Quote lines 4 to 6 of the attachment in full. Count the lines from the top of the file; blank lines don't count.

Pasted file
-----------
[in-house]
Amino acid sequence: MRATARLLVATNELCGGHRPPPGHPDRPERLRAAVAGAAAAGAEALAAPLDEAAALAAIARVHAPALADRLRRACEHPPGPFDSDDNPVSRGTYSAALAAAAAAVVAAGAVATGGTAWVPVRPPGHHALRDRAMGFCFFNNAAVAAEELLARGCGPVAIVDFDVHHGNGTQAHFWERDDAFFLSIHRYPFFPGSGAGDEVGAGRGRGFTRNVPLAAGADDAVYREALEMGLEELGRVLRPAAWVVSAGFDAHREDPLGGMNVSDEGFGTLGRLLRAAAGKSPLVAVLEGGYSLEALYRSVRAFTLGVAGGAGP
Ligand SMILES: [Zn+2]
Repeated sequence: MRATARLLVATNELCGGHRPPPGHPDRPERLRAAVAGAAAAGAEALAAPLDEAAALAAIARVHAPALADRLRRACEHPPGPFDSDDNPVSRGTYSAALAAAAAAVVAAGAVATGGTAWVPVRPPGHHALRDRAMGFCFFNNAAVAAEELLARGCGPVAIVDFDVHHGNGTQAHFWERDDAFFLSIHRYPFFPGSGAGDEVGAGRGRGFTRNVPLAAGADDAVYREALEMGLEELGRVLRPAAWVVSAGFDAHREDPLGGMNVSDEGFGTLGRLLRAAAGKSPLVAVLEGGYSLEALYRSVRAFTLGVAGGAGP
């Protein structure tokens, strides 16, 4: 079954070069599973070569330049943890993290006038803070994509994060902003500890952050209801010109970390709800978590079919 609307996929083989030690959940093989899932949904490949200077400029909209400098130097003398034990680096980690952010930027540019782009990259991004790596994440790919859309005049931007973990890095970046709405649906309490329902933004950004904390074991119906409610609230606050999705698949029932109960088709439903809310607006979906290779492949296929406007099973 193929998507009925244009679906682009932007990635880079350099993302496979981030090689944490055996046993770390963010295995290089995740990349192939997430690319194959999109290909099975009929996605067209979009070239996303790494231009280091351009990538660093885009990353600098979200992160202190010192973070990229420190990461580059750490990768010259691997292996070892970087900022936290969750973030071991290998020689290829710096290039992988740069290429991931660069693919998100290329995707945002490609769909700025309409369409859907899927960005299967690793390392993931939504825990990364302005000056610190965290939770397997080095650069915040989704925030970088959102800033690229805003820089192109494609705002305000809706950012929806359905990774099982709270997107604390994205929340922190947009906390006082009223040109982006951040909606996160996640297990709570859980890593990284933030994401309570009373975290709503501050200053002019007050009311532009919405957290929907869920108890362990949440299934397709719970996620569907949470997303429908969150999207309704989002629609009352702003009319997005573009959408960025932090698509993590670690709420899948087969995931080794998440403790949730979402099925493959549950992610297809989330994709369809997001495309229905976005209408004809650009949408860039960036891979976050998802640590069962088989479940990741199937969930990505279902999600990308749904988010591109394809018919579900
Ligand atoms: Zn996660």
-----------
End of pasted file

Repeated sequence: MRATARLLVATNELCGGHRPPPGHPDRPERLRAAVAGAAAAGAEALAAPLDEAAALAAIARVHAPALADRLRRACEHPPGPFDSDDNPVSRGTYSAALAAAAAAVVAAGAVATGGTAWVPVRPPGHHALRDRAMGFCFFNNAAVAAEELLARGCGPVAIVDFDVHHGNGTQAHFWERDDAFFLSIHRYPFFPGSGAGDEVGAGRGRGFTRNVPLAAGADDAVYREALEMGLEELGRVLRPAAWVVSAGFDAHREDPLGGMNVSDEGFGTLGRLLRAAAGKSPLVAVLEGGYSLEALYRSVRAFTLGVAGGAGP
């Protein structure tokens, strides 16, 4: 079954070069599973070569330049943890993290006038803070994509994060902003500890952050209801010109970390709800978590079919 609307996929083989030690959940093989899932949904490949200077400029909209400098130097003398034990680096980690952010930027540019782009990259991004790596994440790919859309005049931007973990890095970046709405649906309490329902933004950004904390074991119906409610609230606050999705698949029932109960088709439903809310607006979906290779492949296929406007099973 193929998507009925244009679906682009932007990635880079350099993302496979981030090689944490055996046993770390963010295995290089995740990349192939997430690319194959999109290909099975009929996605067209979009070239996303790494231009280091351009990538660093885009990353600098979200992160202190010192973070990229420190990461580059750490990768010259691997292996070892970087900022936290969750973030071991290998020689290829710096290039992988740069290429991931660069693919998100290329995707945002490609769909700025309409369409859907899927960005299967690793390392993931939504825990990364302005000056610190965290939770397997080095650069915040989704925030970088959102800033690229805003820089192109494609705002305000809706950012929806359905990774099982709270997107604390994205929340922190947009906390006082009223040109982006951040909606996160996640297990709570859980890593990284933030994401309570009373975290709503501050200053002019007050009311532009919405957290929907869920108890362990949440299934397709719970996620569907949470997303429908969150999207309704989002629609009352702003009319997005573009959408960025932090698509993590670690709420899948087969995931080794998440403790949730979402099925493959549950992610297809989330994709369809997001495309229905976005209408004809650009949408860039960036891979976050998802640590069962088989479940990741199937969930990505279902999600990308749904988010591109394809018919579900
Ligand atoms: Zn996660």